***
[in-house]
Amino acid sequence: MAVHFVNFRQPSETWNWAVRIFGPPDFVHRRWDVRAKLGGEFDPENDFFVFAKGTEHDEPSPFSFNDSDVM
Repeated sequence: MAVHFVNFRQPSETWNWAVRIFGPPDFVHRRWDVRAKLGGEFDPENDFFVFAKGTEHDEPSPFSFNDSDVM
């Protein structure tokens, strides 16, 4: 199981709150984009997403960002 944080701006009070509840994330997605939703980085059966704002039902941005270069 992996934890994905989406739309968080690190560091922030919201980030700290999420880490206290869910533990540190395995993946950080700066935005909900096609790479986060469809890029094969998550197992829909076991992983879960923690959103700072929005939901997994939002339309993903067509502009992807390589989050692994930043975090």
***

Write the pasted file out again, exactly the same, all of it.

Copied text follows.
[in-house]
Amino acid sequence: MAVHFVNFRQPSETWNWAVRIFGPPDFVHRRWDVRAKLGGEFDPENDFFVFAKGTEHDEPSPFSFNDSDVM
Repeated sequence: MAVHFVNFRQPSETWNWAVRIFGPPDFVHRRWDVRAKLGGEFDPENDFFVFAKGTEHDEPSPFSFNDSDVM
């Protein structure tokens, strides 16, 4: 199981709150984009997403960002 944080701006009070509840994330997605939703980085059966704002039902941005270069 992996934890994905989406739309968080690190560091922030919201980030700290999420880490206290869910533990540190395995993946950080700066935005909900096609790479986060469809890029094969998550197992829909076991992983879960923690959103700072929005939901997994939002339309993903067509502009992807390589989050692994930043975090």